You’re a recent grad. Having passed your National Council Licensure Exam (NCLEX) and obtained all the requisite certifications, it’s time to get started in the OR!
The good news is that you’re just getting started on a career path that can be eternally rewarding, constantly exciting, and pretty lucrative as well! The bad news is that the OR can be overwhelming, especially when most of your experience comes from the classroom. In reality, work in the OR can be blisteringly fast and confusing; it may take some time to adapt to the pace and complexity of the work.
In this guide, we’ll be covering a few helpful tips for getting started in the OR. In reality, there are no substitutes for getting in there and seeing how things work for yourself. But these tips should help make that transition a little smoother.
Be a Sponge
This should go without saying: The OR is a completely new environment, and you’ll be starting at square one. In your first days, you’ll be hit with a tremendous amount of novel information, from the internal operating procedures of your facility to the names and positions of dozens of staff members and coworkers.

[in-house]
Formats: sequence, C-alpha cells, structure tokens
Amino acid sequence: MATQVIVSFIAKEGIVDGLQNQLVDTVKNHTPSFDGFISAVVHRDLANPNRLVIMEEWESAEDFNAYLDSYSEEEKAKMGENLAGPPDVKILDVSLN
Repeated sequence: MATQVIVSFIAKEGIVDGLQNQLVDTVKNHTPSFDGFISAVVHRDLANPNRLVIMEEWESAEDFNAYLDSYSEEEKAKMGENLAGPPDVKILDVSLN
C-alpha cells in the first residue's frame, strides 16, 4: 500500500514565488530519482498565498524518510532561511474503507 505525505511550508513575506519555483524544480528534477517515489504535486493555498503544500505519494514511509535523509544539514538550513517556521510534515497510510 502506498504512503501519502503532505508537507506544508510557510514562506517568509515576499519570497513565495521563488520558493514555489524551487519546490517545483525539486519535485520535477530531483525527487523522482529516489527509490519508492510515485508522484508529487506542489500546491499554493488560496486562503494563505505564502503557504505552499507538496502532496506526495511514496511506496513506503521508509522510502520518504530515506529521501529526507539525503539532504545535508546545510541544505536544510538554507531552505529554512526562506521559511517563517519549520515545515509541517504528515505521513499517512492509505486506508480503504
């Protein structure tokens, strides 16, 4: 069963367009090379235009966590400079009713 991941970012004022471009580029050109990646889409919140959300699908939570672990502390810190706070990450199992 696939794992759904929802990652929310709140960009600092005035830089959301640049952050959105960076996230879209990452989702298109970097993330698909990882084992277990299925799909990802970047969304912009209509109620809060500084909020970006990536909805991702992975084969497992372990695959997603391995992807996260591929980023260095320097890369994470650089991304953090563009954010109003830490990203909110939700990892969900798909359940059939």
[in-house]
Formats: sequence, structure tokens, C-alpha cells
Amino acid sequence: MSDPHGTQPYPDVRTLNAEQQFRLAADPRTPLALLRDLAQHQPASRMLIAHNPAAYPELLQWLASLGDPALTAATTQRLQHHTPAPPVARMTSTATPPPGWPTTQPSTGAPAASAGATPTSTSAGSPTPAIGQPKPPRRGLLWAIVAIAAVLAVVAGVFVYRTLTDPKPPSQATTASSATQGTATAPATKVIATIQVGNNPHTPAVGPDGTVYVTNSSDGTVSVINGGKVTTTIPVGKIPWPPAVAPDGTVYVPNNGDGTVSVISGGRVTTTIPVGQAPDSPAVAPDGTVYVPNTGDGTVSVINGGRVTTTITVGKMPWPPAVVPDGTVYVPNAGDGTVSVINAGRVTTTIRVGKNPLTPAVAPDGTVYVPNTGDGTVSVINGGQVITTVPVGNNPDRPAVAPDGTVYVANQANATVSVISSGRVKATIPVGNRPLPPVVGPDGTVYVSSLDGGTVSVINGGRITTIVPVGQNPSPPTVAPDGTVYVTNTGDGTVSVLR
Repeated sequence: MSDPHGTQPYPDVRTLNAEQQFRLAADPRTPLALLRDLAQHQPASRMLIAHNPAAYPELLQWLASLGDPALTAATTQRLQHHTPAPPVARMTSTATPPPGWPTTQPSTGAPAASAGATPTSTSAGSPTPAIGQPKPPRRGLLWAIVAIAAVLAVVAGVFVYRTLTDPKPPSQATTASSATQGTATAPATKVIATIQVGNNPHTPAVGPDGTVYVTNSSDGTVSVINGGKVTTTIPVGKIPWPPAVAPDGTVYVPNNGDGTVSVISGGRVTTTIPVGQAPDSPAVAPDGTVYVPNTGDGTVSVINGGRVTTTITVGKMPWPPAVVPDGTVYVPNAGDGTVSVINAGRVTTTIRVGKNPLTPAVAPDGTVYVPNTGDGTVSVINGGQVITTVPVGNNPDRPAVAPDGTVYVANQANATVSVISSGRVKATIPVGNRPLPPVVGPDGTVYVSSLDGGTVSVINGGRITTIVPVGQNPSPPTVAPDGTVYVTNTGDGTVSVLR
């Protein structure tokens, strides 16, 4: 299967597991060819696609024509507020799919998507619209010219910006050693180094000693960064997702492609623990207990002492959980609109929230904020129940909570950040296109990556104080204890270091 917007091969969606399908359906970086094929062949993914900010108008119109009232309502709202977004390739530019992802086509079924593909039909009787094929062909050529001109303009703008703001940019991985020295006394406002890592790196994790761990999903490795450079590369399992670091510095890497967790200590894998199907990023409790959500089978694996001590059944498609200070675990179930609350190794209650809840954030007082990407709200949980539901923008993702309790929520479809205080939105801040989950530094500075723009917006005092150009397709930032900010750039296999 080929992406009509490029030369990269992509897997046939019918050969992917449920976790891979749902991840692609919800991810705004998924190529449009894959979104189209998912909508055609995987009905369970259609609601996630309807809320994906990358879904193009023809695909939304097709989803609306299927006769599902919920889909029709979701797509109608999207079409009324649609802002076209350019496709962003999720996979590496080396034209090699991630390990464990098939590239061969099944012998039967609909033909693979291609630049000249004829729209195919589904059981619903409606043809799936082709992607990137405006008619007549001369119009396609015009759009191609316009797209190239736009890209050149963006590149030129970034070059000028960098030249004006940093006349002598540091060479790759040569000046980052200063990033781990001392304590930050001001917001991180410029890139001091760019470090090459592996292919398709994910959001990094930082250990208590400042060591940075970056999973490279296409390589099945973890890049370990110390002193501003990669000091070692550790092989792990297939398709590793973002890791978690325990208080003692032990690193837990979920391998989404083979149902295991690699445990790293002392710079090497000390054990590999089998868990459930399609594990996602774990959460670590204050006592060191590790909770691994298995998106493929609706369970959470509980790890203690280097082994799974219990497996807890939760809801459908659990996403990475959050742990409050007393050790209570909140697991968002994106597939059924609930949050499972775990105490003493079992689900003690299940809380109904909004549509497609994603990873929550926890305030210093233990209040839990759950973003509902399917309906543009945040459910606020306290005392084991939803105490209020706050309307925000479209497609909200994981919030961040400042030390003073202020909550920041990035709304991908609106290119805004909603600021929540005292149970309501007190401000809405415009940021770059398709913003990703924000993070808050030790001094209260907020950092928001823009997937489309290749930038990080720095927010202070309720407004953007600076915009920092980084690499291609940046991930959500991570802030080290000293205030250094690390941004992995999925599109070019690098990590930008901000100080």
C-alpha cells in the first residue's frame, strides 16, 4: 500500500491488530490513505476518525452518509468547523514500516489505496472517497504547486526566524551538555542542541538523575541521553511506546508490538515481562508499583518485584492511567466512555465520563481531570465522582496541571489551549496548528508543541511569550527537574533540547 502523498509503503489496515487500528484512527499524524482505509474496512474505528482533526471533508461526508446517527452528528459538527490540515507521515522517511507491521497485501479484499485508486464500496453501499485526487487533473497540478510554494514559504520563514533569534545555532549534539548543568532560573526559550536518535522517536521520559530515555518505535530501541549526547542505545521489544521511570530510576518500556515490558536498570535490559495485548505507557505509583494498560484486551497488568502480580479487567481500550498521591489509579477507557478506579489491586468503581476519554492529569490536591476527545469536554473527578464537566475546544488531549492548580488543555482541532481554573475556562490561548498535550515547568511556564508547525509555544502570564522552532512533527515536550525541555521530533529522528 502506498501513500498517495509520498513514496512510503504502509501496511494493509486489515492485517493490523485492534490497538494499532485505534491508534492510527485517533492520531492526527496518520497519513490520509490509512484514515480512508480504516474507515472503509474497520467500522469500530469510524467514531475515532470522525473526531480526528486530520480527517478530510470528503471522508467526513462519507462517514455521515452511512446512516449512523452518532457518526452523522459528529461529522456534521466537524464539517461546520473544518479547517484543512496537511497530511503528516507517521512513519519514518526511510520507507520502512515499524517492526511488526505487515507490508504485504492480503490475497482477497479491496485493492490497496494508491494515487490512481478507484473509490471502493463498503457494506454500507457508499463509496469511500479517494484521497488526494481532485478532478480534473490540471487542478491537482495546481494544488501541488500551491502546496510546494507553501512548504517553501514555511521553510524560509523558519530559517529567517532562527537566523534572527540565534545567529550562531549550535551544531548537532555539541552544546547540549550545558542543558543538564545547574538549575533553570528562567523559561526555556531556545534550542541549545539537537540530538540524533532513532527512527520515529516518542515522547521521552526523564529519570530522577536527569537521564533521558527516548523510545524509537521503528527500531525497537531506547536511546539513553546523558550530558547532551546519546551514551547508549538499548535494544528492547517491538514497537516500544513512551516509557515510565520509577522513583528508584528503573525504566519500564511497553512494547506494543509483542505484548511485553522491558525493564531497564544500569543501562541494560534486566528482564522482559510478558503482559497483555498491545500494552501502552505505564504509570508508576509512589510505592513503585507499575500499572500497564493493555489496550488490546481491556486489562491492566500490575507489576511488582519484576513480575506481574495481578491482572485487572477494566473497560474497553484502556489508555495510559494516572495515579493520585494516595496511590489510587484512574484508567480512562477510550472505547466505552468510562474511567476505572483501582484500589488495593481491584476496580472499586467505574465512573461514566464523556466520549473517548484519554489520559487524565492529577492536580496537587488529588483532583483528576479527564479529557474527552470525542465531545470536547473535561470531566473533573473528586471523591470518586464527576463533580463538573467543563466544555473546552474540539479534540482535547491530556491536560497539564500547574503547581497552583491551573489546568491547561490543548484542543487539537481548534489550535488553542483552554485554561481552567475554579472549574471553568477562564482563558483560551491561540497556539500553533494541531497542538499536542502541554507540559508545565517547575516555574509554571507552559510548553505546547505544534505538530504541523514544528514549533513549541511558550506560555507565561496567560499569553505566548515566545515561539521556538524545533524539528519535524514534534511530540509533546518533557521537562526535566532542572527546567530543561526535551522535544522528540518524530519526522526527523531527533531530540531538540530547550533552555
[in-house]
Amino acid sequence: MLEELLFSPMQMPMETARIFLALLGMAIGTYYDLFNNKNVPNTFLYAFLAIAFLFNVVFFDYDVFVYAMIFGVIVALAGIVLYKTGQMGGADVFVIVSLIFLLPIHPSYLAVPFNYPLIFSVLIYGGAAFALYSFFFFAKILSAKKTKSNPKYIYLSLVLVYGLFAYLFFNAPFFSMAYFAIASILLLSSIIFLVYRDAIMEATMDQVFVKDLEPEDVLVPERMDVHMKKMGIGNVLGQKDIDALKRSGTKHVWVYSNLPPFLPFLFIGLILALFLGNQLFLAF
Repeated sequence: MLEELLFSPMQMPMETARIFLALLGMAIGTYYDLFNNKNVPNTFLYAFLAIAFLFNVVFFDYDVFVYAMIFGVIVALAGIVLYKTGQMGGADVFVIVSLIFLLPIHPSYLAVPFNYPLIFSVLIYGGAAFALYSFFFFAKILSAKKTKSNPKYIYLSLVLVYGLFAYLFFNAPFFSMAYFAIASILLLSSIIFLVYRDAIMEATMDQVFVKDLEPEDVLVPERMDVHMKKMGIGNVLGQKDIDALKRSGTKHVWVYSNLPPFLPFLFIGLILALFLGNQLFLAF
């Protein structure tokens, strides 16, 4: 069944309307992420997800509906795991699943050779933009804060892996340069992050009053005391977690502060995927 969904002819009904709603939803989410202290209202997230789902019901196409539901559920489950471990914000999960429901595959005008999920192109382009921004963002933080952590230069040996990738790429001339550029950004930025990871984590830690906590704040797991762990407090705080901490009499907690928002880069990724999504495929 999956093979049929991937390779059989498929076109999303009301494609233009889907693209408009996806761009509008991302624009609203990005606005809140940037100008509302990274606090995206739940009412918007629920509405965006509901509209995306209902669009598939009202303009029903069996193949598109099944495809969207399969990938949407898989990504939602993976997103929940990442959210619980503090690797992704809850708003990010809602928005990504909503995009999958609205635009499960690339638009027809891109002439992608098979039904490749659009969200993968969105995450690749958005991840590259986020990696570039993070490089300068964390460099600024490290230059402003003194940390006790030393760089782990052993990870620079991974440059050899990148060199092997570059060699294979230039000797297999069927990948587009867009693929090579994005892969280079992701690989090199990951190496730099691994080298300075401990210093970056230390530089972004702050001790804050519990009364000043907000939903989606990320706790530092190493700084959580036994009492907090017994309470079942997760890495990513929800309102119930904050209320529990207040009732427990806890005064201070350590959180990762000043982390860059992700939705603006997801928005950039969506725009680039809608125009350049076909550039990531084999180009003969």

Memorizing all of this info is profoundly frustrating for many new OR nurses: you’ve been through all the training, certifications, and tests to get here, so why is all of your mental bandwidth going towards understanding the procedures and protocols instead of helping patients?
But it’s not that simple. Your role within the hospital (and your relationships with the staff, teams, and systems therein) may last years or even decades. Learning the ins and outs of the OR environment—and how you fit within it—will help clear the runway for the many hands-on skills you’ll be developing afterward.
Keep Your Tools Handy
As a new OR nurse, you’ll need three things on your first day in the OR: something to write on, something to write with, and a set of scissors.
Your pocket notebook will be your best friend for the first couple of months in the OR. This notebook will contain all the relevant names, numbers, reminders, and insights that you pick up on the job. Without it, you’ll be relying on your memory, which can quickly become a blur after the first couple of hours in the OR.